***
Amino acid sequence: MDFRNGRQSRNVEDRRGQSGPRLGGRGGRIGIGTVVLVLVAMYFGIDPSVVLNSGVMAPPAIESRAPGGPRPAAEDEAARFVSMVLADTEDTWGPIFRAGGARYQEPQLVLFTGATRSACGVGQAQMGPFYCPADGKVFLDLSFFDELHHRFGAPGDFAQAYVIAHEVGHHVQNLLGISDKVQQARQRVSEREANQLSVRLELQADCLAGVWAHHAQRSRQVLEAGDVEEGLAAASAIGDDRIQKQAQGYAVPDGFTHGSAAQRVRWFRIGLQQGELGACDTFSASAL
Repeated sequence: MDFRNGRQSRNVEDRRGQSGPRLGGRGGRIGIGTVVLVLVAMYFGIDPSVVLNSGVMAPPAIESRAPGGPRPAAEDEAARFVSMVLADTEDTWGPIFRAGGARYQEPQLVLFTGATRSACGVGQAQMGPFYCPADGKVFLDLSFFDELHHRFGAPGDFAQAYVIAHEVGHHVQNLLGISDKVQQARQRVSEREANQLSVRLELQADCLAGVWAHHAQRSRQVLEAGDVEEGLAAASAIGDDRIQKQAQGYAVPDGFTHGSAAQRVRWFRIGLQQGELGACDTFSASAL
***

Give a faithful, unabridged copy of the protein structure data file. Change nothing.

Amino acid sequence: MDFRNGRQSRNVEDRRGQSGPRLGGRGGRIGIGTVVLVLVAMYFGIDPSVVLNSGVMAPPAIESRAPGGPRPAAEDEAARFVSMVLADTEDTWGPIFRAGGARYQEPQLVLFTGATRSACGVGQAQMGPFYCPADGKVFLDLSFFDELHHRFGAPGDFAQAYVIAHEVGHHVQNLLGISDKVQQARQRVSEREANQLSVRLELQADCLAGVWAHHAQRSRQVLEAGDVEEGLAAASAIGDDRIQKQAQGYAVPDGFTHGSAAQRVRWFRIGLQQGELGACDTFSASAL
Repeated sequence: MDFRNGRQSRNVEDRRGQSGPRLGGRGGRIGIGTVVLVLVAMYFGIDPSVVLNSGVMAPPAIESRAPGGPRPAAEDEAARFVSMVLADTEDTWGPIFRAGGARYQEPQLVLFTGATRSACGVGQAQMGPFYCPADGKVFLDLSFFDELHHRFGAPGDFAQAYVIAHEVGHHVQNLLGISDKVQQARQRVSEREANQLSVRLELQADCLAGVWAHHAQRSRQVLEAGDVEEGLAAASAIGDDRIQKQAQGYAVPDGFTHGSAAQRVRWFRIGLQQGELGACDTFSASAL